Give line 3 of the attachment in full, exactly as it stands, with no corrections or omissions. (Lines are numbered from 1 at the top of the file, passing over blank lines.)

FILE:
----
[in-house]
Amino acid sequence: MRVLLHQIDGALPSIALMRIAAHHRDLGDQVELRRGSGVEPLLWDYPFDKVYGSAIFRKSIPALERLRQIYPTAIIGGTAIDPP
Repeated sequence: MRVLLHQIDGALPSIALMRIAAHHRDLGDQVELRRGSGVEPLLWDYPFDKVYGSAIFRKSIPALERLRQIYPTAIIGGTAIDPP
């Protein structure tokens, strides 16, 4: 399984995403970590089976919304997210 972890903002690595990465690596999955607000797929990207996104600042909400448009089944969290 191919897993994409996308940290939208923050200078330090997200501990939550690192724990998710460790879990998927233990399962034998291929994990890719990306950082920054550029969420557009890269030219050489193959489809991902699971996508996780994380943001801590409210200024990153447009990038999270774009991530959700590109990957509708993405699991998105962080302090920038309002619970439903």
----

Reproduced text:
Repeated sequence: MRVLLHQIDGALPSIALMRIAAHHRDLGDQVELRRGSGVEPLLWDYPFDKVYGSAIFRKSIPALERLRQIYPTAIIGGTAIDPP